When you put oil in the spark plug hole, only two things get lubricated - 1) Part of the top of the piston and 2) The part of the cylinder where the rings actually wipe. The rest of the inside of the top of the cylinder stays as it was, since there is nothing to wipe the oil over it AND the quantity of oil isn't large enough to slosh ( for good reason).. Wiping the rings coats that part of the cylinder since THAT PART is the part that has wear 6 months later when you crank it up for the spring. Having a little film of oil on that small part of the cylinder wall helps reduce the excessive wear that dry piston rings have on a dry cylinder wall. Remember how the engine lays and where the oil reservoir lies..... Most of the cylinder does not normally anywhere near the oil, and that's OK, since there is no rubbing action on that part of the cylinder....
Also, oiling thru a spark plug hole works much better on an engine whose cylinder is vertical, since the oil will distribute itself all over the top of the piston before wiping. On a vertical shaft engine where the piston is horizontal, only the bottom of the cylinder will be wiped UNLESS you tilt the mower to make the spark plug on top...... Same tilting action as I proposed for the internal wipe, except upside down....... Yall gotta think about what happens inside the cylinder .........
So, in my opinion, it doesn't matter whether the piston rings wipe the ring area from the bottom or from the top.
Regarding the strength to tilt the lawnmore and pull the cord two or three times ---- well, it just never gave me a second thought. I would think that if such strength were lacking in the actor, that he/she would be paying someone to mow their yard anyway :>))))
Regarding pouring oil out the crankcase breather tube --- it doesn't happen in the 3-4 second the mower is tilted. Heck, I tilt the mower longer than that when I'm mowing.... I've never seen it happen..... And , for this operation, there is no internal pressure buildup to vent, to speak of....
Ok, thanks again everyone. I welcome criticism of my understanding of the inside of a mower. There's a lot of guys here I can learn from.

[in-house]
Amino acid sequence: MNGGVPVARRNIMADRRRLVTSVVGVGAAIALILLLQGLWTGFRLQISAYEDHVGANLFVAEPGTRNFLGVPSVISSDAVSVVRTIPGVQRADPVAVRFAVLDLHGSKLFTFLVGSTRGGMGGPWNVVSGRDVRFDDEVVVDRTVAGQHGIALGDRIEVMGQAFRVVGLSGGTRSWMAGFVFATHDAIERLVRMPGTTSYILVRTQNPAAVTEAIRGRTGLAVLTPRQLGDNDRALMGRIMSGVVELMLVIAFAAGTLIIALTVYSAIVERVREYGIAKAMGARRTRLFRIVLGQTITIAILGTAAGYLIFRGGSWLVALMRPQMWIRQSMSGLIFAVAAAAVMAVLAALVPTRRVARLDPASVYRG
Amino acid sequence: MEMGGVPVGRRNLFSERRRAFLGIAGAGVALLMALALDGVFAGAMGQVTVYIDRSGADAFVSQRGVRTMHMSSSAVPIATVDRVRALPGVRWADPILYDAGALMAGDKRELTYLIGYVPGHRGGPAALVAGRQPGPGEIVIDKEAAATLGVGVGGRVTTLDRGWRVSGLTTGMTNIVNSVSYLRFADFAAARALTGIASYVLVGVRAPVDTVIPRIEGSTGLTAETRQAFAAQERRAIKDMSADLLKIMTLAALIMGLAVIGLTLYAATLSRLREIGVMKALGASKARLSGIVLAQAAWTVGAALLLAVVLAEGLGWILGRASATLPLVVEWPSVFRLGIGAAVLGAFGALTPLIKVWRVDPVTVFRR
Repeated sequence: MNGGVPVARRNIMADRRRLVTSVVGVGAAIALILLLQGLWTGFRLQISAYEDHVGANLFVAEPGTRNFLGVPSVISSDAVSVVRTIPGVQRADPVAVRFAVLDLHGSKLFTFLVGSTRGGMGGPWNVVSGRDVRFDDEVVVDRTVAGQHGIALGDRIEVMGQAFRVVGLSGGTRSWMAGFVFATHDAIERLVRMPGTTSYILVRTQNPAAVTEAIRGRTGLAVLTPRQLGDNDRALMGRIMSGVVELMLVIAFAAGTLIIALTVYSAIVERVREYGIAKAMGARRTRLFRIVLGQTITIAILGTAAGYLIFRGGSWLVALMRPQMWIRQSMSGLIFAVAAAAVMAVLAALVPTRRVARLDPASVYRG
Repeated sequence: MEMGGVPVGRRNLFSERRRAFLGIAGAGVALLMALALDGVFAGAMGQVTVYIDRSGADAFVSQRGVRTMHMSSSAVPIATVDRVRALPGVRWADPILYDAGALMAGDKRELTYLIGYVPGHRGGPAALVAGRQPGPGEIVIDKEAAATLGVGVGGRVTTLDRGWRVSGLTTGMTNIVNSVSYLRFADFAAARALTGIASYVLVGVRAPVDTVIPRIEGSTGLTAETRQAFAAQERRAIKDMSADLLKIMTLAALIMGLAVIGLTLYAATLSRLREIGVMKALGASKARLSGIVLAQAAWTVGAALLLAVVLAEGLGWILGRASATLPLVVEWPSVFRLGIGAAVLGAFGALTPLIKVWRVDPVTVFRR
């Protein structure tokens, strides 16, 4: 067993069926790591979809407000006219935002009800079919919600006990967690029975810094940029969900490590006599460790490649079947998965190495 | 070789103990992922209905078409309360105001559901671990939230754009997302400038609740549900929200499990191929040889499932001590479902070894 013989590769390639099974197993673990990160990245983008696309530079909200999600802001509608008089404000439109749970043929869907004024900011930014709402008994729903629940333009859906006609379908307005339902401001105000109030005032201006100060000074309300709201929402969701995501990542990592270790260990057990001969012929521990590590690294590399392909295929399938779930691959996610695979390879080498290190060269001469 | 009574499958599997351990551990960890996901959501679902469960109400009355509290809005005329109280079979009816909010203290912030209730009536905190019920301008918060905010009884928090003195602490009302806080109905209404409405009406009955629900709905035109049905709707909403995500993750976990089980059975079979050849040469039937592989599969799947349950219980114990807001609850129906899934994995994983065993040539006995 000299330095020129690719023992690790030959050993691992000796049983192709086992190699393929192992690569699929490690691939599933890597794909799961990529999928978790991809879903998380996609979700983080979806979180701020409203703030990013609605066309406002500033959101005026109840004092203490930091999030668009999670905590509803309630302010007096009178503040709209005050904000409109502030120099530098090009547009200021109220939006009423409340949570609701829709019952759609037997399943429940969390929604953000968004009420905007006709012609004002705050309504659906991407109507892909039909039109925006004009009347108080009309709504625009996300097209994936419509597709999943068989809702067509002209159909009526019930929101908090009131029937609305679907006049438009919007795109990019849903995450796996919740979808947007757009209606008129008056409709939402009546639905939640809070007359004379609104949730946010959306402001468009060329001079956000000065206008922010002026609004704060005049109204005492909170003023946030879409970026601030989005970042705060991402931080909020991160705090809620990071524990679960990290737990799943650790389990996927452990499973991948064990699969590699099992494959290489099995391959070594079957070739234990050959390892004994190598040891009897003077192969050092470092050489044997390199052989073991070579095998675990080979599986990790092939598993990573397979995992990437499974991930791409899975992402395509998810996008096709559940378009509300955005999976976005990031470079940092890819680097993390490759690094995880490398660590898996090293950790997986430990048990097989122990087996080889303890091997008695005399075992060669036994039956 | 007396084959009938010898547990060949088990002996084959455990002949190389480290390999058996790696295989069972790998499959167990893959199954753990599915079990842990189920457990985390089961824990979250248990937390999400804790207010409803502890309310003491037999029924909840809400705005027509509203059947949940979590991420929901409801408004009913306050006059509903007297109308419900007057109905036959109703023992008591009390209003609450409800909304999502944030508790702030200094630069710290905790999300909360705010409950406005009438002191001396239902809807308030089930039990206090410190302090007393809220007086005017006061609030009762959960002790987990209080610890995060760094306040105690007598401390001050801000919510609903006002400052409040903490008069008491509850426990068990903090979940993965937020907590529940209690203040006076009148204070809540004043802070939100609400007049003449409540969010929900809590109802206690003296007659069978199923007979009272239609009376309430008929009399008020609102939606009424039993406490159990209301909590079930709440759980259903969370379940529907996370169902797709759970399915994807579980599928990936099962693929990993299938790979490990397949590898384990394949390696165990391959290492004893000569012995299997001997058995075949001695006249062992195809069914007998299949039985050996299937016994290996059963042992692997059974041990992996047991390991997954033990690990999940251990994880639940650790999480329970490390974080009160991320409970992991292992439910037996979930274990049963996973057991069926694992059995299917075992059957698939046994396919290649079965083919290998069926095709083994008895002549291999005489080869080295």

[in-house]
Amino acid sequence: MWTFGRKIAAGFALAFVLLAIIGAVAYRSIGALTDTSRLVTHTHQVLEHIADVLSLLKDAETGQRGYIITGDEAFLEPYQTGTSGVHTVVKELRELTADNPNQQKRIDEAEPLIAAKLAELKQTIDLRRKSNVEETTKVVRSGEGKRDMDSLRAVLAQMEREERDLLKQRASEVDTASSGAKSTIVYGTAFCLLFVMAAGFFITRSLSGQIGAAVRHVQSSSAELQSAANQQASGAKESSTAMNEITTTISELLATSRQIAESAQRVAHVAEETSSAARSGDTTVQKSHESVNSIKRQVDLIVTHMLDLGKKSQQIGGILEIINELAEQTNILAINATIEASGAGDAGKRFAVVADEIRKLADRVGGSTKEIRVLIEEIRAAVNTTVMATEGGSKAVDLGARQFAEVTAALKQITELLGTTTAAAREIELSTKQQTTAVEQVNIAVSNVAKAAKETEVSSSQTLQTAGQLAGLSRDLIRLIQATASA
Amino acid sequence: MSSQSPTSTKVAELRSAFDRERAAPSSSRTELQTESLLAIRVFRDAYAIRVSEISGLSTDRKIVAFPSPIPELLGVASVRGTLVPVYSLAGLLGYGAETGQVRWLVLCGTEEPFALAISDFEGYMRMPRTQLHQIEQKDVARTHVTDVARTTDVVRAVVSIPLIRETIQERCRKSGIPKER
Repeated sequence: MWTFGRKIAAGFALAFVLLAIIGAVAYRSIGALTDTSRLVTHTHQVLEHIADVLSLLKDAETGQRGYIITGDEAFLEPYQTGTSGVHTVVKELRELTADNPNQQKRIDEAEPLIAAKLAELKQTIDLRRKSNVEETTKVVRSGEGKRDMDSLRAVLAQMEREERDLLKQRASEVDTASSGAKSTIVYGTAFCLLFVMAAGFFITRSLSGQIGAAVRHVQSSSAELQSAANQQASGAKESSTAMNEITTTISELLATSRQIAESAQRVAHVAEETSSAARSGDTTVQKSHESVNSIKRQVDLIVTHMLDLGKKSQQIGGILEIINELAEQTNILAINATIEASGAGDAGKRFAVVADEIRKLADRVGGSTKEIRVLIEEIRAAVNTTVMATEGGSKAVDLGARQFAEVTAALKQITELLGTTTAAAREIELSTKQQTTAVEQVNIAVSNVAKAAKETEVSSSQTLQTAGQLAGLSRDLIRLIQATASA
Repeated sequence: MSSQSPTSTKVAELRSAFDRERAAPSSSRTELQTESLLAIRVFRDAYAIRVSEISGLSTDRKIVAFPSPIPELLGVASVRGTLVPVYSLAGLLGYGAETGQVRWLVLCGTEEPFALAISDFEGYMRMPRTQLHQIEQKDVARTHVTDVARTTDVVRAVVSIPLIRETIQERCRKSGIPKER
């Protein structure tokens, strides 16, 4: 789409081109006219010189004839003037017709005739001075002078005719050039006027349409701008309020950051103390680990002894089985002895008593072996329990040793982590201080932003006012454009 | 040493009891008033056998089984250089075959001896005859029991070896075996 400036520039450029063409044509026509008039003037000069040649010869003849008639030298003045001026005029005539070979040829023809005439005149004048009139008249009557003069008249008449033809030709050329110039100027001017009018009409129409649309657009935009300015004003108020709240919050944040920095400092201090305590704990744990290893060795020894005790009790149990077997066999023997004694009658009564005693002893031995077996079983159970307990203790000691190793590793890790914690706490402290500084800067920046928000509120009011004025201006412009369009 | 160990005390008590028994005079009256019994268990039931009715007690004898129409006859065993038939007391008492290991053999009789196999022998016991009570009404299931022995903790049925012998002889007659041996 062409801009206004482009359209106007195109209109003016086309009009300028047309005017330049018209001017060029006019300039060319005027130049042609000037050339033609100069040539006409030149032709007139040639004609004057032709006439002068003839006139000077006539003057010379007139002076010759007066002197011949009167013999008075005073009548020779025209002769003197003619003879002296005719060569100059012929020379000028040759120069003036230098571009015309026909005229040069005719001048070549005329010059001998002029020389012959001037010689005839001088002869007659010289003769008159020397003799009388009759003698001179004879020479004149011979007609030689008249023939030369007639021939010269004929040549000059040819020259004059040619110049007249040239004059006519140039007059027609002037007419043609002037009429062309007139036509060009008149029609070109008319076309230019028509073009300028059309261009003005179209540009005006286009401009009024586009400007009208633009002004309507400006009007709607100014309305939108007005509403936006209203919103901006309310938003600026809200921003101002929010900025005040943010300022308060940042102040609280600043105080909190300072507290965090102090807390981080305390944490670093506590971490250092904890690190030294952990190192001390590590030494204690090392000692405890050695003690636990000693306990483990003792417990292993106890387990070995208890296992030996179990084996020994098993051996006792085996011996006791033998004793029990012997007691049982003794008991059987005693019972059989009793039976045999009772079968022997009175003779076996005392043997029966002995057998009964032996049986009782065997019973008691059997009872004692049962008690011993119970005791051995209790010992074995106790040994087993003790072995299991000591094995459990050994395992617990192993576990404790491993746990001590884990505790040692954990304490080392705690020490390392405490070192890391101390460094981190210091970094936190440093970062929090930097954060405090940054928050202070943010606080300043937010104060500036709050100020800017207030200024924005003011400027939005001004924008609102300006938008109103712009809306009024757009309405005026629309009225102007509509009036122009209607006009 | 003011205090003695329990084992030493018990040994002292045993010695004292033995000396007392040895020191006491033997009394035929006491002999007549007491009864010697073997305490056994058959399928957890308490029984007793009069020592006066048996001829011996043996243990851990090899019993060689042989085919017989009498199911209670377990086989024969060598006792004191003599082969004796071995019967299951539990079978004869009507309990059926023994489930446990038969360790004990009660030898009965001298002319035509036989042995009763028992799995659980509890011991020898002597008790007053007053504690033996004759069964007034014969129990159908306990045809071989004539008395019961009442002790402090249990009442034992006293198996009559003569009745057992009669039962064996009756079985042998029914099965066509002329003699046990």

Andy in Eureka, Texas
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AndyS wrote:

Hi...
On a somewhat related side issue, I do believe it's worthwhile, when putting away a small engine, to pull gently on the starter until you feel compression resistance, and leave it that way, with the valves closed.
Take care.
Ken
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Ken Weitzel wrote:

Andy comments: Now THAT sounds like a great idea !! After pulling it thru a couple times leave it at top dead center.... .... I'm going to start doing that..... thanks.
Andy in Eureka, Texas
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AndyS wrote:

That is definitely a good idea. Moisture and condensation are bad and if you can leave the valves closed it should keep most of that out of the cylinder.
--
Art

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AndyS wrote:

Gravity takes the oil to the lowest part of the cylinder. Condensation will also head for that same area. You want the oil to get there first to provide a barrier.

Most small engines have a small plastic oil slinger in them that begin slinging oil as soon as you attempt to start it. The storage oil is more to protect from rust or corrosion that can cause stuck rings from moisture than as a pre-lube to reduce wear.

In the cases of stuck rings that I have seen most were caused by carbon. The rest were caused by rust or corrosion and always at the bottom of the cylinder.

Agreed.